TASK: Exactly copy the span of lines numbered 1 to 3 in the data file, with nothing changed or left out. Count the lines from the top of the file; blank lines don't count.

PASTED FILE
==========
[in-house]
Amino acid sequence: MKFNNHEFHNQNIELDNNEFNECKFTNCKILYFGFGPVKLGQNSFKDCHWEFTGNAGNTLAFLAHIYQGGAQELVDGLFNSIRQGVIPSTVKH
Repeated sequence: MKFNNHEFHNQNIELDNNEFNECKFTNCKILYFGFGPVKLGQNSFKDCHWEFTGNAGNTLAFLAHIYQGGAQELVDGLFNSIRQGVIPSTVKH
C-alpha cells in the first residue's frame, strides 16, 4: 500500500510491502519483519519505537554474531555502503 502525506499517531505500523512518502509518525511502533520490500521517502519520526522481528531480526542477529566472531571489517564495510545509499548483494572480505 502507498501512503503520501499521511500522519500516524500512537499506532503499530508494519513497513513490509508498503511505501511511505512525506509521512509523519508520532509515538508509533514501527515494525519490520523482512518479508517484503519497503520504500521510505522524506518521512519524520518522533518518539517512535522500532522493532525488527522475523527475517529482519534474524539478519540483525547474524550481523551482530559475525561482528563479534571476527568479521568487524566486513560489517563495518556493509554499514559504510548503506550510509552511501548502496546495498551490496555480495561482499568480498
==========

[in-house]
Amino acid sequence: MKFNNHEFHNQNIELDNNEFNECKFTNCKILYFGFGPVKLGQNSFKDCHWEFTGNAGNTLAFLAHIYQGGAQELVDGLFNSIRQGVIPSTVKH
Repeated sequence: MKFNNHEFHNQNIELDNNEFNECKFTNCKILYFGFGPVKLGQNSFKDCHWEFTGNAGNTLAFLAHIYQGGAQELVDGLFNSIRQGVIPSTVKH